Why I’m Leaving California
I have lived in California for 21 years. I know this state well. I love it.
But, after 7 years in San Francisco, 2 in Irvine, 8 in Santa Monica, and what will be 5 in Los Angeles next year, I’m out. I’m headed to Portland, Oregon.
Most people who riff on leaving California trash the state (not me) and name not being able to afford a home as the driving force behind their move (also, not me). I’m living proof — you can have an insanely low cost of living and a great life, even in California’s most expensive cities. If you leave here to own a home elsewhere, there’s a good chance your cost of living will increase.
For example, I rent in Los Angeles. I’m frugal. I live on roughly $2,500 a month. There’s no way I could move to the places people tend to leave California for — Austin, Dallas, Portland — buy a home and maintain this same level of frugality. I’m moving because I want to get more for my frugality.
I’ll get more for my frugality in Portland.
Here are the main reasons why I’m leaving. After I list them, I’ll connect them to my choice and the larger issue of being frugal and making lifestyle choices that preserve, rather than compromise frugality.
I want a washer and dryer in my apartment
As I research apartments in Portland, it’s pretty incredible. Almost every one includes a washer and dryer in the unit. In Los Angeles, this is a luxury. If I wanted a washer and dryer in my apartment I’d have to enter $2,000 (and probably $2,500-plus) territory for rent versus the $1,350 I currently pay.
Most sub-$2,000 apartment buildings in Los Angeles have shared laundry or no laundry. I don’t like shared laundry so I send my clothes out twice a month at $27 a pop. I can’t wait to stop doing that.
I want air conditioning
Most renters I know in Los Angeles don’t have air conditioning. For years, we have said we don’t need it. That’s changing. In early September, we had another heatwave. Los Angeles County recorded its highest temperature ever — 121 degrees in Woodland Hills. My neighborhood, East Hollywood, hit 110. These 90- and 100-degree, multi-day heatwaves have become more common.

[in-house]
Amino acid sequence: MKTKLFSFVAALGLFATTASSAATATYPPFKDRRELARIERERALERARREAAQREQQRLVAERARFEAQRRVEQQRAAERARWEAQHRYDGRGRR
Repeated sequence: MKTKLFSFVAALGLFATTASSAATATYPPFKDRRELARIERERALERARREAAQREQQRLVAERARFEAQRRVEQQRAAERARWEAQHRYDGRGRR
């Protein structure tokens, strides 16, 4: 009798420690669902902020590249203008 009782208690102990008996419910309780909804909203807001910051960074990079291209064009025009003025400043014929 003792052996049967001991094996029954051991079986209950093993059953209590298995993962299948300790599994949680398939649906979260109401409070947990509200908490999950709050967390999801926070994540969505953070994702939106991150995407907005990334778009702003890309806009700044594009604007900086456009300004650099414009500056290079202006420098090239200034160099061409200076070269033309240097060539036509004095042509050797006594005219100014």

I don’t really like AC. It dries me out. But it’s brutal to live without it when it gets that hot during the day and stays in the 70s at night.
If you want AC in a rental in Los Angeles, you’ll pay a premium.
I want big windows with a view
I work from home. I don’t like working from my current apartment because the view sucks. There is no view. If I want a view in Los Angeles, it will cost me. I love working out of parks and coffee shops, but I’d like the option to stay in my apartment more frequently.
The apartments I’m looking at in Portland all have nice size windows — often floor to ceiling — with views of either the mountains, the river, or the city. And they’re all in new or relatively new construction.
If your apartment wish list in Los Angeles contains washer/dryer in unit, AC, big windows with a view, and new construction, you need to be willing to pay $3,000 to $4,000 a month or knock one, probably two of these things off of your list to get closer to $2,000 to $2,500. In Portland, you can have all of these things, in a walkable neighborhood, for between $1,300 and $1,600 in a studio or one-bedroom apartment.
So much of the punditry about California lacks real experience with California. Each of these reasons speak to the sacrifices you have to make to have a low cost of living in an expensive city. These things might seem like minutia, but they’re amenities being frugal in Los Angeles doesn’t permit. I want them, however I don’t want to cease being frugal so I have to leave.
I have no choice. If I stay here, I’ll need to exponentially increase my cost of living to get these things. And these are the things that make up your day-to-day. These things matter. In my frugal worldview they matter more than home ownership and all it entails. We’re socialized to subscribe to the dream of home ownership. When we chase it, we pay a premium. I want relatively small things. I can have them, keep my cherished low cost of living, and do it in one of America’s best cities.
I’l miss California, but I’ll have the lifestyle I want in Portland without having to spend more money.